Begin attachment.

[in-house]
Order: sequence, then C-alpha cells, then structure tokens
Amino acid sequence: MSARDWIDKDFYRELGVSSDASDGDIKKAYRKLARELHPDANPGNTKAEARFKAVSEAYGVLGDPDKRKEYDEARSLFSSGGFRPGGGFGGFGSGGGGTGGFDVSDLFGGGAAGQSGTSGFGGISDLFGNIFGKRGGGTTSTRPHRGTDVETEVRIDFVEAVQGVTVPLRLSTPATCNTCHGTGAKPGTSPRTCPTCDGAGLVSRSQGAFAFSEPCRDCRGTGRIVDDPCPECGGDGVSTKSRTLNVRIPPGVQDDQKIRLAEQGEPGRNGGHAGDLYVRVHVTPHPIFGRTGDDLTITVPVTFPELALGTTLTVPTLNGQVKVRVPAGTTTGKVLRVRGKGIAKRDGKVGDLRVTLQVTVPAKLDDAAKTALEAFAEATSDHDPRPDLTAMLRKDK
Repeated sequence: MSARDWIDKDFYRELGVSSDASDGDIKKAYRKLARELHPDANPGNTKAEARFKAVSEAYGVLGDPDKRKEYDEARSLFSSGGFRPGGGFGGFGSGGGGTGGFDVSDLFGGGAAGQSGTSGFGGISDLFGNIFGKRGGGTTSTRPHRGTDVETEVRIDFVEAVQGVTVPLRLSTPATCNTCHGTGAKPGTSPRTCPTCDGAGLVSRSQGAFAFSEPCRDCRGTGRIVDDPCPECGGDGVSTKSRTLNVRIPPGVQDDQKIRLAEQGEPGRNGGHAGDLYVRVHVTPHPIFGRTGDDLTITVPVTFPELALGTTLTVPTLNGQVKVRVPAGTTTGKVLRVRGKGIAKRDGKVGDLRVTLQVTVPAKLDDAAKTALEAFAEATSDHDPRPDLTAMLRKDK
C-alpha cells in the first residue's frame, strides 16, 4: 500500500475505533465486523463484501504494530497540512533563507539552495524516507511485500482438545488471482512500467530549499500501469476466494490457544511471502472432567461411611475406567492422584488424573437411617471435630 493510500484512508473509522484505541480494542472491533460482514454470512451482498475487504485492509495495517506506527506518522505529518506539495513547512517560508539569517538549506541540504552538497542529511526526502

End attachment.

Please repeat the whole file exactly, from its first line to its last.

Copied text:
[in-house]
Order: sequence, then C-alpha cells, then structure tokens
Amino acid sequence: MSARDWIDKDFYRELGVSSDASDGDIKKAYRKLARELHPDANPGNTKAEARFKAVSEAYGVLGDPDKRKEYDEARSLFSSGGFRPGGGFGGFGSGGGGTGGFDVSDLFGGGAAGQSGTSGFGGISDLFGNIFGKRGGGTTSTRPHRGTDVETEVRIDFVEAVQGVTVPLRLSTPATCNTCHGTGAKPGTSPRTCPTCDGAGLVSRSQGAFAFSEPCRDCRGTGRIVDDPCPECGGDGVSTKSRTLNVRIPPGVQDDQKIRLAEQGEPGRNGGHAGDLYVRVHVTPHPIFGRTGDDLTITVPVTFPELALGTTLTVPTLNGQVKVRVPAGTTTGKVLRVRGKGIAKRDGKVGDLRVTLQVTVPAKLDDAAKTALEAFAEATSDHDPRPDLTAMLRKDK
Repeated sequence: MSARDWIDKDFYRELGVSSDASDGDIKKAYRKLARELHPDANPGNTKAEARFKAVSEAYGVLGDPDKRKEYDEARSLFSSGGFRPGGGFGGFGSGGGGTGGFDVSDLFGGGAAGQSGTSGFGGISDLFGNIFGKRGGGTTSTRPHRGTDVETEVRIDFVEAVQGVTVPLRLSTPATCNTCHGTGAKPGTSPRTCPTCDGAGLVSRSQGAFAFSEPCRDCRGTGRIVDDPCPECGGDGVSTKSRTLNVRIPPGVQDDQKIRLAEQGEPGRNGGHAGDLYVRVHVTPHPIFGRTGDDLTITVPVTFPELALGTTLTVPTLNGQVKVRVPAGTTTGKVLRVRGKGIAKRDGKVGDLRVTLQVTVPAKLDDAAKTALEAFAEATSDHDPRPDLTAMLRKDK
C-alpha cells in the first residue's frame, strides 16, 4: 500500500475505533465486523463484501504494530497540512533563507539552495524516507511485500482438545488471482512500467530549499500501469476466494490457544511471502472432567461411611475406567492422584488424573437411617471435630 493510500484512508473509522484505541480494542472491533460482514454470512451482498475487504485492509495495517506506527506518522505529518506539495513547512517560508539569517538549506541540504552538497542529511526526502